IT Pros must constantly learn, but they don’t all learn in the same way

IT Pros must constantly learn, but they don’t all learn in the same way

The first time I saw my favorite professor present a lecture, he declared to the lecture hall “everything I’ll be teaching you this semester is written down over in the library by people far more eloquent by myself. As that is demonstrably true, ask yourself why should you give up several hours each week to hear me provide you with the same information in this format?”

As is always the case with my favorite professor, there’s actually a good answer to this question. It has a lot to do with the fact that while some people in the room would be able to learn everything he was going to teach by going across to the University library, many people in the room were going to be better off attending the lectures rather than reading the books.

I was reminded of the professor’s words when reading an interesting article on Slate recently about the trend for some people in the education/technology sector to assume that the majority of people were autodidacts.

An autodidact is someone who excels at self paced learning and teaches themselves rather than being taught by others. The books I write for Microsoft Press, the Exam Ref and Training Guide (formerly the Training Kit) series are eminently suitable for people that have the discipline to learn without much direction. As is the video based training I do for PluralSight.

I used to assume that many IT Pros, because they had jobs that required constant learning, must have strong self-learning skills. Like the article suggests, I had assumed that the majority of IT Pros must be autodidacts. This assumption seemed reasonable because it seems self evident that part of being a successful IT Pro is that you need to almost constantly be teaching yourself new products and technologies. As someone once suggested to me a long time ago, IT is a treadmill, and if you stop learning/walking, you’ll fall off.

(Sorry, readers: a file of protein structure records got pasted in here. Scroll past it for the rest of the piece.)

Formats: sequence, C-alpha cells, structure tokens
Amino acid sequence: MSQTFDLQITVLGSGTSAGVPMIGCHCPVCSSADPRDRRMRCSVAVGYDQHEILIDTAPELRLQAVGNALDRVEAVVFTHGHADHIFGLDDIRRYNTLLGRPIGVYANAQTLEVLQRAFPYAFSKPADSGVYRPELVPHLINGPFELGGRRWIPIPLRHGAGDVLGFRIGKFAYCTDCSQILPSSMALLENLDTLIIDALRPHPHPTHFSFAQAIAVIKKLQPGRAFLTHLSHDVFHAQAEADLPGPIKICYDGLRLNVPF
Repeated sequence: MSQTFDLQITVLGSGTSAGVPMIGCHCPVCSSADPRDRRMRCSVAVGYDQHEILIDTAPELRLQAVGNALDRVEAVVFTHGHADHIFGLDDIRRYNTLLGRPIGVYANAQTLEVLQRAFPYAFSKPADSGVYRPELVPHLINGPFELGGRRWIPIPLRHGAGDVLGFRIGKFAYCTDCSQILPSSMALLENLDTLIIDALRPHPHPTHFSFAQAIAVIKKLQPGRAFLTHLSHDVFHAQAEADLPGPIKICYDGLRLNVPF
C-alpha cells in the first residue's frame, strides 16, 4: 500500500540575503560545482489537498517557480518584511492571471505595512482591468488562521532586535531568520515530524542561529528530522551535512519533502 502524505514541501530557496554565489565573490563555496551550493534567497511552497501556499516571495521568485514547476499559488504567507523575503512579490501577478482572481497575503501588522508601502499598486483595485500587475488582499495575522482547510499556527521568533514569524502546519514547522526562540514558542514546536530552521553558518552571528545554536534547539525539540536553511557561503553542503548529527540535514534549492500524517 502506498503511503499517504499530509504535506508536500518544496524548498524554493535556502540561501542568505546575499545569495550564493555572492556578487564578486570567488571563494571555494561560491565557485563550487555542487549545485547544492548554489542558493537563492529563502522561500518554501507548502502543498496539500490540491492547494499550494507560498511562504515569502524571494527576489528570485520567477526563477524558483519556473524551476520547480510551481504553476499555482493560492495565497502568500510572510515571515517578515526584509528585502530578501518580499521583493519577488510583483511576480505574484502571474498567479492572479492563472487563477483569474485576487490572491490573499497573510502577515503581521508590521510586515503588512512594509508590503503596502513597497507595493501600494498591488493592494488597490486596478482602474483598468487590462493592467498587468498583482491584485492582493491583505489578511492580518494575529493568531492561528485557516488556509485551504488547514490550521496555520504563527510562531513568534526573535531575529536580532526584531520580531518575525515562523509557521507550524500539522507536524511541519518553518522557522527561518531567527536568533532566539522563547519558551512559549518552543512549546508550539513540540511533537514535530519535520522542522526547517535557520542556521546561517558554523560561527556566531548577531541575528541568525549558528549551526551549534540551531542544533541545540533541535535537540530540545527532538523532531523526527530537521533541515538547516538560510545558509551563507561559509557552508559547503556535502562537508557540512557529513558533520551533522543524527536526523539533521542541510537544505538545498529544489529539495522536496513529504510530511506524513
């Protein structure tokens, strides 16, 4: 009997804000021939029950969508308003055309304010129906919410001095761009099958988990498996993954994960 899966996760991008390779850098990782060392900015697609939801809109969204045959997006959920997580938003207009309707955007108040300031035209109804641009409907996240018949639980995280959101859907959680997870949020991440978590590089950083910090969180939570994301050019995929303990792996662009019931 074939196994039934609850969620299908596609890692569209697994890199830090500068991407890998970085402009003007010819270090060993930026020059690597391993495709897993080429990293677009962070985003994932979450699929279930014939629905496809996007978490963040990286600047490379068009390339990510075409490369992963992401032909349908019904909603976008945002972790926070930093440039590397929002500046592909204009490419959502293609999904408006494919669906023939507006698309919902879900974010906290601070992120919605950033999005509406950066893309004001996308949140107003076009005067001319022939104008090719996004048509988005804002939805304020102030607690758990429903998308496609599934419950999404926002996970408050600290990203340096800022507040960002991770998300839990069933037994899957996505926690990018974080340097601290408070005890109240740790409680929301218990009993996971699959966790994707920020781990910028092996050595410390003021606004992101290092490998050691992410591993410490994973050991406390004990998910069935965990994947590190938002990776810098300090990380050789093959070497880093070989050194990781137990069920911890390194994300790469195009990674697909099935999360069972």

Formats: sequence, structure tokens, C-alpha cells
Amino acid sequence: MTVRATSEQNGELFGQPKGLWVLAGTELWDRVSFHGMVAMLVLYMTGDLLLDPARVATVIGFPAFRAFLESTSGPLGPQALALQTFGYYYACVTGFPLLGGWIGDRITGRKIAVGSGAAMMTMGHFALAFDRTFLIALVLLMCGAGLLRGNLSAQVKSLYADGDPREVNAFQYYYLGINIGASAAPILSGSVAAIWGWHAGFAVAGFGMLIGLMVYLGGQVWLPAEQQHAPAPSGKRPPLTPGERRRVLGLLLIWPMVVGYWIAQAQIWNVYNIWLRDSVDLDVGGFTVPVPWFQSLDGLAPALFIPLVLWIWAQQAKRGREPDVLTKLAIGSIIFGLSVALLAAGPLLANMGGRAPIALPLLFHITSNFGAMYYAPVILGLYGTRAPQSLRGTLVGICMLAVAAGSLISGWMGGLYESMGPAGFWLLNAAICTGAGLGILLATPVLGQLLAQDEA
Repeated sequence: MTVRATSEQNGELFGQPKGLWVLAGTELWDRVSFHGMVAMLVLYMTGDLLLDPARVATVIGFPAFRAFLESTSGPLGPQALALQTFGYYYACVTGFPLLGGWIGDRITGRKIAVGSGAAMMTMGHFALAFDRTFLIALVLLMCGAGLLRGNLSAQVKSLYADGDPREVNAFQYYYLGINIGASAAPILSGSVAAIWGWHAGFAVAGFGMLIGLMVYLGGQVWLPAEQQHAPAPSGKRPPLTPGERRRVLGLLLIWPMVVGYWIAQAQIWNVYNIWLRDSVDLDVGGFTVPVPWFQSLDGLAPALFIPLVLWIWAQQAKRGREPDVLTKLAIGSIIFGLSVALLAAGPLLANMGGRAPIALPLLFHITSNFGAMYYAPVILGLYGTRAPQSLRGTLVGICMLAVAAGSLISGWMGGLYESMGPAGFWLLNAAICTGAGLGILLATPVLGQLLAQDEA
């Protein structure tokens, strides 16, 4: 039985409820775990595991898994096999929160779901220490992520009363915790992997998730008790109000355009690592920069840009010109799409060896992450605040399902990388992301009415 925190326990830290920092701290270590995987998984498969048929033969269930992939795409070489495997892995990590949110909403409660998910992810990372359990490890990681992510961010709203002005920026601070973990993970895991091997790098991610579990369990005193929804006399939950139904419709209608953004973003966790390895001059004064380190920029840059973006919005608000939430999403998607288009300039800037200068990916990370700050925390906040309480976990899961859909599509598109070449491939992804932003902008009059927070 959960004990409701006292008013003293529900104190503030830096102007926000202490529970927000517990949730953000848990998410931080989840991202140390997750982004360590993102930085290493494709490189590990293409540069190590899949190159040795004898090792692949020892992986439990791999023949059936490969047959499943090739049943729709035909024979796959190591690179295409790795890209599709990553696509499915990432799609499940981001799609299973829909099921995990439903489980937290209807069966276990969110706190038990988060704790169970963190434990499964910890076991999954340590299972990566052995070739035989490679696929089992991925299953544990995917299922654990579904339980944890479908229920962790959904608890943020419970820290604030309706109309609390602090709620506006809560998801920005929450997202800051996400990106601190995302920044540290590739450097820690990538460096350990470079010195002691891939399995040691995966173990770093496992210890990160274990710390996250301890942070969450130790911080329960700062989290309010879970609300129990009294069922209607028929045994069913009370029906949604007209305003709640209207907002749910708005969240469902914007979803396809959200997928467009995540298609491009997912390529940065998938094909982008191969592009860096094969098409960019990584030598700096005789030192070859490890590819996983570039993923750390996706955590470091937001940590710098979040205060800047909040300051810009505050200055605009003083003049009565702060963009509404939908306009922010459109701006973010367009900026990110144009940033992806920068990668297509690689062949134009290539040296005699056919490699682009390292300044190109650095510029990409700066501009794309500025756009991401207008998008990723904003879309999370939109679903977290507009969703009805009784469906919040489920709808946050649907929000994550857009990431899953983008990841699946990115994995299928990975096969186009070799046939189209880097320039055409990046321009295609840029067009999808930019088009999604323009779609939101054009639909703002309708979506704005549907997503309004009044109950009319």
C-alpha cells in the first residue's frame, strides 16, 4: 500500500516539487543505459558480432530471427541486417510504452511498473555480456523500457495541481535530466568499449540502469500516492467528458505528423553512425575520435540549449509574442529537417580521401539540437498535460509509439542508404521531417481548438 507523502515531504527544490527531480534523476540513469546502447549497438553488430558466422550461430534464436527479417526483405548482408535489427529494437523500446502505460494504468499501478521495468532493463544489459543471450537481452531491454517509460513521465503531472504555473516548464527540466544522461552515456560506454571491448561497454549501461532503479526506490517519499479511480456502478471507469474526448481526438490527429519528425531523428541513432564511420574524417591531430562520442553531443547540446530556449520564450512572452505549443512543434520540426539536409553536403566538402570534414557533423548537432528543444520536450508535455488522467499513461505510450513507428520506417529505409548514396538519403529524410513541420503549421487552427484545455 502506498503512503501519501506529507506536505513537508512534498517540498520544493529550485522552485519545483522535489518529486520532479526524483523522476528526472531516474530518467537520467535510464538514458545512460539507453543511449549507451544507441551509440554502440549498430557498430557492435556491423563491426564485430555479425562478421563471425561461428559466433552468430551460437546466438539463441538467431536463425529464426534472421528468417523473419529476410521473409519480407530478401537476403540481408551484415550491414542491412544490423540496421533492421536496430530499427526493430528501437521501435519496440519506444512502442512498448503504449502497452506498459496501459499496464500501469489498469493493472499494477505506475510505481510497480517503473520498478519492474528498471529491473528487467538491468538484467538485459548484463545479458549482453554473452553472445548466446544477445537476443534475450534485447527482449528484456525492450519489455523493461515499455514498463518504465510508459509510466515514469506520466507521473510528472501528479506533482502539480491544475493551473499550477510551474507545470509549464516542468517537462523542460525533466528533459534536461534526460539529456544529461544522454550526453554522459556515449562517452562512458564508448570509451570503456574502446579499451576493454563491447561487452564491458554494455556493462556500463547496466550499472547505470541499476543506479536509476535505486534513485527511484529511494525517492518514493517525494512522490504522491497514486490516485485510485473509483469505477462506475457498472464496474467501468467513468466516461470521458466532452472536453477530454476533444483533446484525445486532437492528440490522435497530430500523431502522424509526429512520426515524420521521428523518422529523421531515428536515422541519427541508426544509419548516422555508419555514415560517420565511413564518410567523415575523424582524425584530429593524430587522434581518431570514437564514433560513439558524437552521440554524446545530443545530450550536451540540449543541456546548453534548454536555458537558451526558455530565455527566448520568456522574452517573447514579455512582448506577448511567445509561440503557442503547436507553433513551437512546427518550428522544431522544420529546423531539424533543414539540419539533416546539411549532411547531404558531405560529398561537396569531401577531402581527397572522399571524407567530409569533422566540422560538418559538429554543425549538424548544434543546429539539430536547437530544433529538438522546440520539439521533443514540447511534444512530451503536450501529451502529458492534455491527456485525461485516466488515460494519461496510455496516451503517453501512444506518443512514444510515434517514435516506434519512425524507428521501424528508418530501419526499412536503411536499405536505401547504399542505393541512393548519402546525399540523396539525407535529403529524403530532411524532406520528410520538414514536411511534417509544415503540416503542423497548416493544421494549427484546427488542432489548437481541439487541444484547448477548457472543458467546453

However things that “self evident” aren’t always necessarily true.

While IT Pros do need to be able to absorb and process information, they don’t necessarily have to be self-directed learners. There’s a reason that classroom and lecture based learning has stuck around for hundreds of years even when libraries that have the same information have been accessible to the students sitting in those classrooms or lecture halls.

As an author, I used to wonder why people would pay for me to teach a class when they could simply pick up a book I’d written and learn the same thing. What I’ve learned from the students that attend instructor lead training is that many of them find directed classroom learning far more effective than self paced learning. That is, they learn more by interacting with an instructor of whom they can ask questions rather than by reading something on a website or in a book and then attempting to apply it in a lab or in a development environment.

IT Pros always need to learn, but not all IT Pros employ the same learning strategies. What works for one person may not work for the next.

I’ve often thought that this was something that Microsoft understands at an intrinsic level. In my own work for the company, I’ve created content that addresses a multitude of learning strategies. I’ve written books, written and presented instructor led training, and created videos. Information about the same broad topics presented in a variety of ways. What I’ve always found great about Microsoft is that they spend serious resources understanding how people learn things. Some other vendors don’t have this broader understanding about different learning strategies, and seem to figure that if they make some technical documentation available, IT Pros will figure out what they need to know for themselves.

So the answer to my question about why people paid me to teach a class on things they could read in one of my books is the answer to the question my favorite professor posed. For some people, having an instructor is a critical part of how they learn. As the Slate article seems to suggest, understanding that there are a variety of different learning strategies that need to be serviced, rather than just the learning strategies of the autodidacts, is critical for any organization that needs to have people learn and understand how to use their products.

My grandfather used to say that the most important thing you’ll learn at university is how you actually learn. Once you figure out which learning strategies work for you, you’ll find it easy to stay on that IT learning treadmill.

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